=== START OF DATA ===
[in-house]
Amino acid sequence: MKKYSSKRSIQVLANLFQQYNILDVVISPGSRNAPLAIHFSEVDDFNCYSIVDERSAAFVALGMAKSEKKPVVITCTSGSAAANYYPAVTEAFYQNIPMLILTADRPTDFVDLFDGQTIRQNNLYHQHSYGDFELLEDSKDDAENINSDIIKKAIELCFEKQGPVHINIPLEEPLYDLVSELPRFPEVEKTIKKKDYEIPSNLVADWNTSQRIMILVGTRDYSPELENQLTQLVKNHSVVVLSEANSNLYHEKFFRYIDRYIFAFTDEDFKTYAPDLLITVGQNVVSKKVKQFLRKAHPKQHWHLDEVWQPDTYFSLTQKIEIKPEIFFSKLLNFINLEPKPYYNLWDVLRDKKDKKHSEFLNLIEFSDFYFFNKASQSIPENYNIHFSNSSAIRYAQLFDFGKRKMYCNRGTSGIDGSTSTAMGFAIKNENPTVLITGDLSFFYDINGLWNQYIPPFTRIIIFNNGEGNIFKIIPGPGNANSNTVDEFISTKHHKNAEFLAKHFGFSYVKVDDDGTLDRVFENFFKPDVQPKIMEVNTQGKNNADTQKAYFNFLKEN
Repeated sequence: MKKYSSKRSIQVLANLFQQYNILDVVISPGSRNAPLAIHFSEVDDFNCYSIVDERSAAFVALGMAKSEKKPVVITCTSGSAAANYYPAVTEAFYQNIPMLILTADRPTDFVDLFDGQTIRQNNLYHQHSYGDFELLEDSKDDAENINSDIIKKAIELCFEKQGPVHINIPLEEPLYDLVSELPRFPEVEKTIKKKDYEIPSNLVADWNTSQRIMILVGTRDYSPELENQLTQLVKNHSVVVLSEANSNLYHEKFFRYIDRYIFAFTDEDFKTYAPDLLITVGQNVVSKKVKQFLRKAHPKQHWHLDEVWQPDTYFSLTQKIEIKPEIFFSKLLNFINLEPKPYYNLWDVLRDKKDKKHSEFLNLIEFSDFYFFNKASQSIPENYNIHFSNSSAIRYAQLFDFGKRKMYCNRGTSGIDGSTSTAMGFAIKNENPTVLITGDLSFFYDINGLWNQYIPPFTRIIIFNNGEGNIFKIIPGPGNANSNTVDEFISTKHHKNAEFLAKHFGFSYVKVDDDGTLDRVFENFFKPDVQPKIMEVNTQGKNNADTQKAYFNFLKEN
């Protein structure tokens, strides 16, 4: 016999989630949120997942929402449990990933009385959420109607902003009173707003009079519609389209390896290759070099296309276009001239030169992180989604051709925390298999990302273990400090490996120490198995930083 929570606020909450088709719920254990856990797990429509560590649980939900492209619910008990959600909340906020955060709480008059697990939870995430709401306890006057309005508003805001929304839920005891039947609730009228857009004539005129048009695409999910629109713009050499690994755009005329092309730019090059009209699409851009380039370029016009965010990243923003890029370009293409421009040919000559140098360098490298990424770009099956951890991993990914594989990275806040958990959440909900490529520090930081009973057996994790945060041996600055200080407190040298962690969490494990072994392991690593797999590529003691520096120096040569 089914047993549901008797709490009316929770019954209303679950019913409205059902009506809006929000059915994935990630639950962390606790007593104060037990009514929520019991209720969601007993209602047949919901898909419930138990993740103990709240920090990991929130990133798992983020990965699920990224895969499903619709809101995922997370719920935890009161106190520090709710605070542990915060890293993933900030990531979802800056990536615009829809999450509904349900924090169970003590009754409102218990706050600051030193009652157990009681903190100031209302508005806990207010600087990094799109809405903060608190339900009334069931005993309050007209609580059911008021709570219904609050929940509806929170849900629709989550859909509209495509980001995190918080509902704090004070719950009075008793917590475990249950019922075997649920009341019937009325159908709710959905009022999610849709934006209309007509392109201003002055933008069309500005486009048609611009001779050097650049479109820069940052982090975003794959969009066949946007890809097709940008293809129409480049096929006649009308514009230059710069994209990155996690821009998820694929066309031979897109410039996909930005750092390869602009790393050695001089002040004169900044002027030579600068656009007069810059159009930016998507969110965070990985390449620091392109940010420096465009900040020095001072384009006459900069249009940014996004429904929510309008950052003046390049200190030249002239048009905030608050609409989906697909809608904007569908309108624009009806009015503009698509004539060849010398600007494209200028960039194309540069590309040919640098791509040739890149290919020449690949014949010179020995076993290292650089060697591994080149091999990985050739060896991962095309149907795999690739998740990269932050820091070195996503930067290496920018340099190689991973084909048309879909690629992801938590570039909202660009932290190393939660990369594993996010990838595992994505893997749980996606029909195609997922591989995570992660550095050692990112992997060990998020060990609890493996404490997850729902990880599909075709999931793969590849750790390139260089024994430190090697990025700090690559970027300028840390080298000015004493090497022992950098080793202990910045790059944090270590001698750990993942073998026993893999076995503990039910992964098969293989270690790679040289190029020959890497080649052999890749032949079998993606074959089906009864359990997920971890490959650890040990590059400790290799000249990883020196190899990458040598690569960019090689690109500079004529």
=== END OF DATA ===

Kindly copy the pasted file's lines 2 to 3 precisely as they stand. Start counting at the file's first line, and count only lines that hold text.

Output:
Amino acid sequence: MKKYSSKRSIQVLANLFQQYNILDVVISPGSRNAPLAIHFSEVDDFNCYSIVDERSAAFVALGMAKSEKKPVVITCTSGSAAANYYPAVTEAFYQNIPMLILTADRPTDFVDLFDGQTIRQNNLYHQHSYGDFELLEDSKDDAENINSDIIKKAIELCFEKQGPVHINIPLEEPLYDLVSELPRFPEVEKTIKKKDYEIPSNLVADWNTSQRIMILVGTRDYSPELENQLTQLVKNHSVVVLSEANSNLYHEKFFRYIDRYIFAFTDEDFKTYAPDLLITVGQNVVSKKVKQFLRKAHPKQHWHLDEVWQPDTYFSLTQKIEIKPEIFFSKLLNFINLEPKPYYNLWDVLRDKKDKKHSEFLNLIEFSDFYFFNKASQSIPENYNIHFSNSSAIRYAQLFDFGKRKMYCNRGTSGIDGSTSTAMGFAIKNENPTVLITGDLSFFYDINGLWNQYIPPFTRIIIFNNGEGNIFKIIPGPGNANSNTVDEFISTKHHKNAEFLAKHFGFSYVKVDDDGTLDRVFENFFKPDVQPKIMEVNTQGKNNADTQKAYFNFLKEN
Repeated sequence: MKKYSSKRSIQVLANLFQQYNILDVVISPGSRNAPLAIHFSEVDDFNCYSIVDERSAAFVALGMAKSEKKPVVITCTSGSAAANYYPAVTEAFYQNIPMLILTADRPTDFVDLFDGQTIRQNNLYHQHSYGDFELLEDSKDDAENINSDIIKKAIELCFEKQGPVHINIPLEEPLYDLVSELPRFPEVEKTIKKKDYEIPSNLVADWNTSQRIMILVGTRDYSPELENQLTQLVKNHSVVVLSEANSNLYHEKFFRYIDRYIFAFTDEDFKTYAPDLLITVGQNVVSKKVKQFLRKAHPKQHWHLDEVWQPDTYFSLTQKIEIKPEIFFSKLLNFINLEPKPYYNLWDVLRDKKDKKHSEFLNLIEFSDFYFFNKASQSIPENYNIHFSNSSAIRYAQLFDFGKRKMYCNRGTSGIDGSTSTAMGFAIKNENPTVLITGDLSFFYDINGLWNQYIPPFTRIIIFNNGEGNIFKIIPGPGNANSNTVDEFISTKHHKNAEFLAKHFGFSYVKVDDDGTLDRVFENFFKPDVQPKIMEVNTQGKNNADTQKAYFNFLKEN